You can find my modified Resque project on github.


Think Globally, Stage Locally

By on in Ops

Or: how to create and deploy to a staging environment running locally!

Staging: an environment that duplicates production as closely as possible to find any lingering bugs before you update production. Most of the Rails community develops on OSX but deploys to Linux; this can be fragile since it is common to forget Linux-specific environment changes necessary for your app. At Carbon Five, most of our customers can afford to maintain a dedicated staging environment but for smaller projects, I wanted to have my own Linux staging environment without the cost of a real slice or EC2 instance.

In this post, I will show you how to create a Linux VM with Vagrant and use capistrano to deploy to your vagrant VM. My coworker Jared recently posted an nice intro to Vagrant, a great project by Mitchell Hashimoto to simplify and automate the use of virtual machines during development. You should read his post first as I’m not going to cover Chef, which I highly recommend for automating the provisioning of your VM. Using Chef means that your staging and production boxes can be virtually identical by using the exact same recipes to build them.

Let’s assume you have a Rails 3 app for which you want to create a staging VM. We’ll install Vagrant and configure it in the project like so:

  cd myapp
  # NOTE: Make sure you've installed VirtualBox first!
  gem install vagrant
  # Downloads a blank Ubuntu 11.04 64-bit image
  # Or find your own box on http://vagrantbox.es
  vagrant box add ubuntu-1104-server-amd64 http://dl.dropbox.com/u/7490647/talifun-ubuntu-11.04-server-amd64.box
  # Adds a Vagrantfile to your Rails app which talks to the new image
  vagrant init ubuntu-1104-server-amd64
  # Starts the new VM
  vagrant up
  # Adds SSH details to your SSH config so Capistrano can deploy directly to your VM
  vagrant ssh-config >> ~/.ssh/config
  # Logs into your new VM
  vagrant ssh
  # Perform a lot of Chef recipe work
  # ...Left as an exercise to the reader...

This whole process, minus the box download, should take a minute or two. Remember that you will need to do a bunch of Chef work to install the stack your application needs (e.g. Unicorn, JRuby, etc). Once that that is done, let’s work on the Capistrano configuration. In this case, I’m using the capistrano-ext gem to add multiple environment support so we can deploy to production or our new staging VM:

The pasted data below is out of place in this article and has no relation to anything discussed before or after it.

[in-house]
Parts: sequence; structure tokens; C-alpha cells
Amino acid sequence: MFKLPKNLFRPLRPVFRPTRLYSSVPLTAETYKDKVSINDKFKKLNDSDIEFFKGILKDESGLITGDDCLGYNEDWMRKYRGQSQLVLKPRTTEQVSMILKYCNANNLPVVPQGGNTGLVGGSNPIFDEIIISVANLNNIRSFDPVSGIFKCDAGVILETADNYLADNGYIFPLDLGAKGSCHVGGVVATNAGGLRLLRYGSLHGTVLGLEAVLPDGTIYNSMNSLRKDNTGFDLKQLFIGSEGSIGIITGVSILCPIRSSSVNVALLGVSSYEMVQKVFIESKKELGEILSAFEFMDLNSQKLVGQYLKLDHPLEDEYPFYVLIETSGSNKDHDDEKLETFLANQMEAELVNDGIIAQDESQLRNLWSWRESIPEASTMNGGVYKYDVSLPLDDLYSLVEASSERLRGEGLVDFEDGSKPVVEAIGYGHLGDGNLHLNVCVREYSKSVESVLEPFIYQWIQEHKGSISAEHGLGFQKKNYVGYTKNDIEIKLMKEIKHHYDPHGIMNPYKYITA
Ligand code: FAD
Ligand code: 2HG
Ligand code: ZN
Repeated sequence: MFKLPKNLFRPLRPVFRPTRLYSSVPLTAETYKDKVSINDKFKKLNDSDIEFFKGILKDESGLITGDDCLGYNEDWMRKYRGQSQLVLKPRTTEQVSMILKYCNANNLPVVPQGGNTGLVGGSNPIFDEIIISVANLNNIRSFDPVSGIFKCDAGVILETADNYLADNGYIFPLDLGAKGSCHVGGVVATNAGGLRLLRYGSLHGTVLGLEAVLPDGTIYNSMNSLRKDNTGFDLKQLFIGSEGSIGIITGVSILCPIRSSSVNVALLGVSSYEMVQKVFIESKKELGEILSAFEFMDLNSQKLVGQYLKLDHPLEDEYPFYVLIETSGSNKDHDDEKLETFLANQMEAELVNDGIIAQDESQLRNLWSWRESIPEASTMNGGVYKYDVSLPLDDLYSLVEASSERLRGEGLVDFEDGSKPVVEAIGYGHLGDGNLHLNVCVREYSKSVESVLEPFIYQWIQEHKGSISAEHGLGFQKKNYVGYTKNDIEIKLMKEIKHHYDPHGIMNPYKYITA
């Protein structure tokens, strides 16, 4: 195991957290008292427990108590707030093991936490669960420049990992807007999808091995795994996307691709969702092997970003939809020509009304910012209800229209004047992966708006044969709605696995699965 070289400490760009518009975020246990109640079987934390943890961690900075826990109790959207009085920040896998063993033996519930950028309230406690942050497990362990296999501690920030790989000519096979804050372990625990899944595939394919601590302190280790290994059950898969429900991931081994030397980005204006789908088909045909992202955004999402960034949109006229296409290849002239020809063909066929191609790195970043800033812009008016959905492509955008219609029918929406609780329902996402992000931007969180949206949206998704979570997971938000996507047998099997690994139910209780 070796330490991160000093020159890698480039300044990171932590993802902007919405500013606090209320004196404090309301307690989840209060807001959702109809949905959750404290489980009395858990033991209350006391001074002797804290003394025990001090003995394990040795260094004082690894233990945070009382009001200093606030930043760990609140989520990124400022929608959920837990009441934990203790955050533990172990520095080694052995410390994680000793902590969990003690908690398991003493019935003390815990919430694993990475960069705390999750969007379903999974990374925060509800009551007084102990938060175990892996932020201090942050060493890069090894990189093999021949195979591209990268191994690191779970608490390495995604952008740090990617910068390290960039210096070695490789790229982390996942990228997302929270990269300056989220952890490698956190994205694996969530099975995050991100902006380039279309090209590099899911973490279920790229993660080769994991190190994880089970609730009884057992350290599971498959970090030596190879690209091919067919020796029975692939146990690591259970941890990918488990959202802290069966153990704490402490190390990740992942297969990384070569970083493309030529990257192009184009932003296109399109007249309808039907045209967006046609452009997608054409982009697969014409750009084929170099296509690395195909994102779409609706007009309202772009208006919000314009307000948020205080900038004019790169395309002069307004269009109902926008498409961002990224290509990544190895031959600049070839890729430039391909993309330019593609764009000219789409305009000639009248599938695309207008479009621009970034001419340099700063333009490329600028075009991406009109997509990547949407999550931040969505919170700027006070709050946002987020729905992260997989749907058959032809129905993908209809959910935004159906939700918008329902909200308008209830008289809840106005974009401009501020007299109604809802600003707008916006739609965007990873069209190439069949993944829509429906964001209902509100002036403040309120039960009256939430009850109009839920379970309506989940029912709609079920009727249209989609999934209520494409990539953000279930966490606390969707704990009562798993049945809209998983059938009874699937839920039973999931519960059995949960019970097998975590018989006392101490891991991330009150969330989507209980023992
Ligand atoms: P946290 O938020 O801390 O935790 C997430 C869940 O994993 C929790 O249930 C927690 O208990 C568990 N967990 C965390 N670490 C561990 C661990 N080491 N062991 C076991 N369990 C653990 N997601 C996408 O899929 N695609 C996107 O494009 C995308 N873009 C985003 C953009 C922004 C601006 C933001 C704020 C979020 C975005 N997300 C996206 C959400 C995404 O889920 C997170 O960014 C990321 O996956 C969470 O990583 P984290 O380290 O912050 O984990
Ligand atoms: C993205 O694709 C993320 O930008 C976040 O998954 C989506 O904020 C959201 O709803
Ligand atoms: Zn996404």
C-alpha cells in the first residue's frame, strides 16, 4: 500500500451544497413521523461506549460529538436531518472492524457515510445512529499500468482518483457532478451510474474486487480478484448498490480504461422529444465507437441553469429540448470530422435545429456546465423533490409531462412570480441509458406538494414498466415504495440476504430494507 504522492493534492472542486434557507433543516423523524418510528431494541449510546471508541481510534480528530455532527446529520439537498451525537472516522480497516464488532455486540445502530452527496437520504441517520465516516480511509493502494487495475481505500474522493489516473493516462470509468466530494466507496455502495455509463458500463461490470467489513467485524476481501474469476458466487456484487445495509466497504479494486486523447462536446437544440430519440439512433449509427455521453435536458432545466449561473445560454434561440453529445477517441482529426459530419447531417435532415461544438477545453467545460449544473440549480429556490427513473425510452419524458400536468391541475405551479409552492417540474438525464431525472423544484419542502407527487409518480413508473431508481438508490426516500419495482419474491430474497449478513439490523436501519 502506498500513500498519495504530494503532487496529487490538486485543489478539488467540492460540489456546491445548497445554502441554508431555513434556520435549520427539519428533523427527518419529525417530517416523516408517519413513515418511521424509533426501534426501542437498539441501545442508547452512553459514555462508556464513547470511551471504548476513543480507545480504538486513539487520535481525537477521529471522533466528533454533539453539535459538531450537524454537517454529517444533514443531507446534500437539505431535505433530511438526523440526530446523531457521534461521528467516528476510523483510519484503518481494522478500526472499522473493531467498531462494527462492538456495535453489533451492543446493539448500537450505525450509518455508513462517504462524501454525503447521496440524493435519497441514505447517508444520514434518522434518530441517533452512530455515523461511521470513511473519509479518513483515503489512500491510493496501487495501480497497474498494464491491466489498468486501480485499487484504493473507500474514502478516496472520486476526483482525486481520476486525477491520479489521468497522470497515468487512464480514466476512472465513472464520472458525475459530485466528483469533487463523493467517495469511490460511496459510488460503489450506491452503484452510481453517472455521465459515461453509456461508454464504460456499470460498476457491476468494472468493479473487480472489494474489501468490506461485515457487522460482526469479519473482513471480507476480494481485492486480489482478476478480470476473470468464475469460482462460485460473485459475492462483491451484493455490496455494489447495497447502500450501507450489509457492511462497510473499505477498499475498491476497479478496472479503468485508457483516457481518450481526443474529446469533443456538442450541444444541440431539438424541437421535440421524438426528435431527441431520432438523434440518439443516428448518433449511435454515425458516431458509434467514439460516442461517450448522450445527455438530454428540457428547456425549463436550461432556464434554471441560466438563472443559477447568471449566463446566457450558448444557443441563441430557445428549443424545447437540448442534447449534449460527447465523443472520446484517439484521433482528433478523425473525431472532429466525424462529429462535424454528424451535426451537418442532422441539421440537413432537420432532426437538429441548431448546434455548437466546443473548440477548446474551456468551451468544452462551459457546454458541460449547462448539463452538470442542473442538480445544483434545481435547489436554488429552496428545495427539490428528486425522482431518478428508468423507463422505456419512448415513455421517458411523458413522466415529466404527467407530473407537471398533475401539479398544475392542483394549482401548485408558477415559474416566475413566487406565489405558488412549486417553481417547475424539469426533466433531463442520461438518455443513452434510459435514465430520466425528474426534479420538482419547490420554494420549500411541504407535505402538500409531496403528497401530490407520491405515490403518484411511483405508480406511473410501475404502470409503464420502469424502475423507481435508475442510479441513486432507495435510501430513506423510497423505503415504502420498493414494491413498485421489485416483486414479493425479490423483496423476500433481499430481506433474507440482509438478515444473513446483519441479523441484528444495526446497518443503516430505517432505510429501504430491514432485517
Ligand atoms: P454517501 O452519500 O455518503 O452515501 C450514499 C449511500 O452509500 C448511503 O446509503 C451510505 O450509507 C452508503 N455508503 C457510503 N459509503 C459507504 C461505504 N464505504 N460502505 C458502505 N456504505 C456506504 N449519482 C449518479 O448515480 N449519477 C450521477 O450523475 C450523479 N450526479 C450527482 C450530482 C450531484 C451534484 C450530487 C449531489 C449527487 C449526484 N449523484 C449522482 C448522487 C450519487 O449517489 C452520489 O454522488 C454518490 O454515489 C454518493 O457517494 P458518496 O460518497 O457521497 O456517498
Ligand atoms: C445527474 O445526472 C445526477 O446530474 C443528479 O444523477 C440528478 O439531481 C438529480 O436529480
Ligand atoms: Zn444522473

# config/deploy.rb
set :stages, %w(staging production)
set :default_stage, "staging"
require 'capistrano/ext/multistage'
require "bundler/capistrano"

set :user, 'vagrant'
set :application, "myapp"
set :deploy_to, "/home/#{user}/#{application}"
set :repository,  "git@github.com:acmeco/#{application}"

set :scm, :git
set :branch, "master"
set :deploy_via, :remote_cache
ssh_options[:forward_agent] = true

And in config/deploy/staging.rb:

# 'vagrant' = the hostname of the new VM
role :web, "vagrant"
role :app, "vagrant"
role :db,  "vagrant", :primary => true
set :rails_env, 'staging'

The secret sauce was in the vagrant ssh-config command, which configured ssh so it knows how to log into your new Vagrant VM. Now all we need to do is a simple cap staging deploy and Capistrano will use ssh to connect to the VM and have the VM pull your latest changes from your github repo.

Once deployed, you can tell Vagrant to forward your application’s port in the VM to a localhost port. In my case, I have Unicorn running on port 5000 in the VM, forwarded to port 8080 on localhost in OSX. With this configuration in my Vagrantfile, I can browse to http://localhost:8080 to hit my Rails app running in the VM.

  config.vm.forward_port "unicorn", 5000, 8080

Final note: if you have trouble contacting github, make sure you are running ssh-agent to handle key requests from the VM. This will allow the vagrant user in the VM to act as you when contacting github: run ssh-agent && ssh-add on your local machine (NOT in the VM).

Most of this post is typical Vagrant and capistrano configuration. With just a few simple tricks, we can tie the two together for great victory and hopefully more stability for your site. Good luck!


Asynchronous Processing with girl_friday

By on in Web

I want to introduce you to my new gem, girl_friday. The problem: current asynchronous processing tools with Ruby are too inefficient and too complex.

Efficiency

It’s sad to admit but commonly with Ruby if you want to process 5 messages at the same time you have to spin up 5 processes, each of which boots your application and loads your code into memory; if each process is 100MB, that’s 500MB, most of which is redundant code.